“The budget of the current FY 2021/22 has announced ‘free visa’ for foreign tourists for a month and 10-day paid tourism leave for government employees but neither the immigration offices have any circular regarding the ‘free visa’ offer nor the Tourism Ministry has formulated the procedures for the paid tourism leave,” he said. “Policy supports are more important than short term monetary rewards. What is the benefit of paying taxes to the government if we don’t get any benefits during hard times?” he asked.
Similarly, Dhakal is perplexed with the policy at immigration office at the Nepal-India border in Bhairahawa where people can cross the border on foot but can’t bring vehicles in or take out of the country.
“Tourists don’t come on foot. But this policy of not allowing cross-border vehicular movement has serious repercussions on the tourism business in Bhairahawa and Lumbini,” he said.
As many countries in the West have included Nepal in their travel advisories, Indian tourists could be the major catalyst to run businesses for the time being.

Confidence should be boosted
Dhamala said that the confidence of tourism and hospitality entrepreneurs has been massively impacted due to the lockdowns, restrictions and uncertainty of the situation.
Tourism businesses said that they have to manage government taxes, employees’ salary, house rent and bank interest while income has been almost nil for the last one-and-a-half years.
“Business confidence is the key factor in business survival and revival. If the government works to maintain confidence through policy reforms, rest will be managed by the private sector,” said Shah.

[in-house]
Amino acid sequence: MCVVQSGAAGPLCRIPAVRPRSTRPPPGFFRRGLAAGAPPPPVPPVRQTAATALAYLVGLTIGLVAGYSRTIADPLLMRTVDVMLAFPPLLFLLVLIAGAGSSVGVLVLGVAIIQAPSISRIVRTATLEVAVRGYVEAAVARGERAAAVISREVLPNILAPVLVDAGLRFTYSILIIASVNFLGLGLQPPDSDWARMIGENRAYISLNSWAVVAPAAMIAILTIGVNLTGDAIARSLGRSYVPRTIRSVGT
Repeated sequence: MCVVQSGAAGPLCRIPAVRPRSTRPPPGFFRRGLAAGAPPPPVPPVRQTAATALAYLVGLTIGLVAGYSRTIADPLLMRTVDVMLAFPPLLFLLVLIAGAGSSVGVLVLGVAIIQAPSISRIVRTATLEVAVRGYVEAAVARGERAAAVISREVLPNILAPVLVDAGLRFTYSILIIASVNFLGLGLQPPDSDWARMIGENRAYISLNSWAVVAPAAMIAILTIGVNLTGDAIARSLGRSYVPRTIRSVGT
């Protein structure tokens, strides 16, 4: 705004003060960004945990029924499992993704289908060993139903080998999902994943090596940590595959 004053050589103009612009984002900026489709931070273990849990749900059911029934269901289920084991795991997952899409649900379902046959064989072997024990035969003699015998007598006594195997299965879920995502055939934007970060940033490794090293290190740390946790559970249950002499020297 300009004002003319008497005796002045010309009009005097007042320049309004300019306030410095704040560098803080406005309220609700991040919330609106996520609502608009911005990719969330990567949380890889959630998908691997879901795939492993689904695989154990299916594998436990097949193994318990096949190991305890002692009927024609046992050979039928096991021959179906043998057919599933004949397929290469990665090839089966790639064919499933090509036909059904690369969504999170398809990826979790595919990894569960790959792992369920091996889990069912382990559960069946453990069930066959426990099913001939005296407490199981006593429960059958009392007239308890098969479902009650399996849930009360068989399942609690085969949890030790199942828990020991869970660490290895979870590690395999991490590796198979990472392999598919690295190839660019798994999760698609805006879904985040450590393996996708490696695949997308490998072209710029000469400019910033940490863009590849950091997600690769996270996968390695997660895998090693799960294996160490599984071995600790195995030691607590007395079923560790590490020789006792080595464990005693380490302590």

In order to maintain the confidence, the sector needs concessional and business continuation loans to the large enterprises, financial support and continuation loans to the small and medium enterprises (SMEs) and monetary support to the employees and workers.
About Rs. 1,500 billion is invested in tourism sector. “The government must consider the past one-and-a-half years as a zero hour and waive off all renewal fees, taxes and penalties. It should be applicable in the future as well as long as the uncertainty of the pandemic prevails,” said Dhamala.
Most of the businesses have demanded universal vaccination to the entrepreneurs and workers to support business operation and boost confidence in the businesses.

Circular and procedures soon
The government has announced business revival and rehabilitation schemes that included refinancing, concessional loans, business continuation loans and discounts in interest. The budget of the current fiscal also announced that the facility would be continued this year as well, and they would be extended for the tourism sector in the years to come, if necessary.
Spokesperson of the Ministry of Culture, Tourism and Civil Aviation, Tara Nath Adhikari said that the Monetary Policy of FY 2021/22 would design the programmes announced in the budget of this year.
According to him, the circular to the immigration office about the ‘free visa’ could be due to the flight restrictions to and from major tourism source markers. He also said that the procedures for paid tourism leave is being prepared and will be completed by mid-August.
“The government relief is nominal in terms of business support. What we need is opening up,” he said.